The subject is . . . complex. Here in the Silicon Valley I am struck by the thousands of relatively recent immigrants working tech jobs and wonder what degree of policy changes (what, where, and when) would have been required for these well-paying middle-class jobs to be filled by native-born citizens.
posted by tachikaze at 5:21 PM on May 3, 2008


timsteil, this is your country and collectively and individually we're either part of the solutions or part of the problems . . . it's still your fault.

Unless you buy into the general U of C economic worldview, then nevermind.
posted by tachikaze at 5:25 PM on May 3, 2008


Well, whatever else it is, Faze's comment is a great indication of what a subtle shift in metaphor is involved here.

The old approach, basically, is to treat violence as the symptom of an underlying disease. You can posit lots of causes for that underlying disease (bad morals? bad cough genes?), and lots of means of transmission (poor parenting? video games? miscegenation? cough, cough) and even lots of solutions (education? Jesus? eugenics? cough, shudder). But no matter what, if you buy into the old metaphor, you're stuck dividing the world into two kinds of people: the carriers, who you condemn as diseased even if they've done nothing wrong "yet," and the clean folk, who you maintain can do no wrong at all. It's this division that justifies treating the people of the second kind — the sick, sick people who were born in the wrong culture, the wrong neighborhood, the wrong skin — as second-class citizens.

It's a little like the way people act in zombie movies. If you think there are asymptomatic carriers out there, mixing with the innocent population but bound to kill eventually, then the only reasonable thing to do is to weed out anyone suspicious, "just in case."

The clever move Slutkin is making is to treat violence as the disease itself. If you kill someone, you've succumbed; if not, you haven't; end of story. No speculating about who's got an asymptomatic case and who doesn't. No underclass of "carriers" who can be locked up, ghettoized or mistreated for some unobservable flaw. No "clean" elect who are pure and incapable of sin. No zombie-movie impulse to lock that nice old man out because he might have been infected. If you accept their metaphor, you're forced to admit that anyone's capable of violence under the right circumstances, and that the key is keeping people out of those circumstances.

So, yeah: by calling for the sickos with "violent" genes to be quarantined, Faze is revealing that he hasn't really caught on to what Slutkin is saying. Sadly, I'm afraid there are a lot more people in the world like him, who will hear "violence" and "disease" and think of the old metaphor rather than hearing the new one, and who'll keep on dreaming of the day when the culturally alien and the sigh genetically inferior will be locked up for good.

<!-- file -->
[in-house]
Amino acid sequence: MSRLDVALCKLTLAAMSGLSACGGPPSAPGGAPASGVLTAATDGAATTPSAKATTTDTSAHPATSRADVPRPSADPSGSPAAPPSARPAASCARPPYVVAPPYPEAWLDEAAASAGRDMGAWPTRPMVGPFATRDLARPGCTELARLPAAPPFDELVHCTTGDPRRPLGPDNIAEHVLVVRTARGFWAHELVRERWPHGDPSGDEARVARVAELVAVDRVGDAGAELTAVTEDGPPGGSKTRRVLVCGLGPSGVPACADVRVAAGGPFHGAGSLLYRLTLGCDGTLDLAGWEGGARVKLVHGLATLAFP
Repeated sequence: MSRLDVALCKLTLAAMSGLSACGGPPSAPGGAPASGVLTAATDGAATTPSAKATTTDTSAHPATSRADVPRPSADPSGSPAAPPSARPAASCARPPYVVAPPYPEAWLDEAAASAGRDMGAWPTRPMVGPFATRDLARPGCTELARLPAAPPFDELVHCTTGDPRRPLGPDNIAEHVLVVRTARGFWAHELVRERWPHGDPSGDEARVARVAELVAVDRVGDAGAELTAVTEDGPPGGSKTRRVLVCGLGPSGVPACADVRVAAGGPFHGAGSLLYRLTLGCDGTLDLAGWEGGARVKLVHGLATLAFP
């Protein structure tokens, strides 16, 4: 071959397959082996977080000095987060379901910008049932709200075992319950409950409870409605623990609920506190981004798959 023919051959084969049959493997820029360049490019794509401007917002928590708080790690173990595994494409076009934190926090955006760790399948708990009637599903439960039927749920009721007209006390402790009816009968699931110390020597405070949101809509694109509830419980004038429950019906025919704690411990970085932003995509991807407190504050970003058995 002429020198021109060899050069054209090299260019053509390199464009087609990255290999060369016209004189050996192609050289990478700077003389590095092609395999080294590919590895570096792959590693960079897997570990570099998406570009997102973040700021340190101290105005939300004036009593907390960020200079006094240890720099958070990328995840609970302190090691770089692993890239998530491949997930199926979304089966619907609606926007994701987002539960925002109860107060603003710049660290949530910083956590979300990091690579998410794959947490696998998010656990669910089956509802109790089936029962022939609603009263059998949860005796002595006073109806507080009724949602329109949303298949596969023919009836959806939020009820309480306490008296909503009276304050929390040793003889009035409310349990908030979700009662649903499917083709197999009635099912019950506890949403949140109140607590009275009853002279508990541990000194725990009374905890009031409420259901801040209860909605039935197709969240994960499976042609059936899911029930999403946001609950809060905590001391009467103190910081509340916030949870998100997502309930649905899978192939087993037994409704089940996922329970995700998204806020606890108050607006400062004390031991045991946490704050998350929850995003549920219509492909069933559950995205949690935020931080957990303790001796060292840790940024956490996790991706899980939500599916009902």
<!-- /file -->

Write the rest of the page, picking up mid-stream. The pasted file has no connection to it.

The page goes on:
posted by nebulawindphone at 5:34 PM on May 3, 2008 [7 favorites]


And for what it's worth, I've seen a lot of people succumb to the same sort of overwhelmed apathy after a few years in Hyde Park. Living there really rubs your face hard in some of the unpleasant realities that you'd rather avoid.

I don't know what the solution is. There's got to be a middle ground between "blisfully ignorant" and "too depressed to help," but I'm not sure where to find it.

Anyway, cool post. Good article. Lots to think about.

posted by nebulawindphone at 5:39 PM on May 3, 2008


Maybe I'm misreading what Faze said, but it seems to me he might have been abstracting "genes" to something similar to culture in the same way that he used this epidemiologist's abstraction of violence to a disease. While it's a poor metaphor, as the most appropriate like object would have been bacteria, I think its preferable to read it that way so as to avoid construing what he said as trolling. Of course, there's still the matter of his larger point, which I'll avoid discussing until I have the time to watch all the Mad Max movies again.
posted by Inspector.Gadget at 5:39 PM on May 3, 2008


timsteil, this is your country and collectively and individually we're either part of the solutions or part of the problems . . . it's still your fault.

hey tachikaze

right off the bat, that part of the problem/solution thing, that was probably lame before you were even born

Five people shot last weekend, you know why, It was hot. They just issued MP-4 battle rifles to the SWAT teams that are walking my streets right now. Please explain to me a culture that dictates murdering people because it's a nice night.

It's my country you're damn right, and I raised my hand and defended it for years, and I hate to see the city I'm raising my kids in go to shit because of morons who lose their minds because it gets over 70 degrees.


just sayin
posted by timsteil at 5:49 PM on May 3, 2008